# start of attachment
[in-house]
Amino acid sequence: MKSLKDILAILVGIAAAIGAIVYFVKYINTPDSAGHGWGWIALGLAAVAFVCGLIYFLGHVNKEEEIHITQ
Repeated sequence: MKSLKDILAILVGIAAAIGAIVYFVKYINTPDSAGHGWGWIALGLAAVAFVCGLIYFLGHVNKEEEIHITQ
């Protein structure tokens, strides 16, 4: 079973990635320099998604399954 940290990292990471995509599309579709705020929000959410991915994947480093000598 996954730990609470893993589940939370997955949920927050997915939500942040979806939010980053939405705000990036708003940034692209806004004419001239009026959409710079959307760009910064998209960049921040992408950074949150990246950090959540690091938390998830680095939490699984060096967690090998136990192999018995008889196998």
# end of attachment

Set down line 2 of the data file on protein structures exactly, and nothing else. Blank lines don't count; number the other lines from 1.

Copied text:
Amino acid sequence: MKSLKDILAILVGIAAAIGAIVYFVKYINTPDSAGHGWGWIALGLAAVAFVCGLIYFLGHVNKEEEIHITQ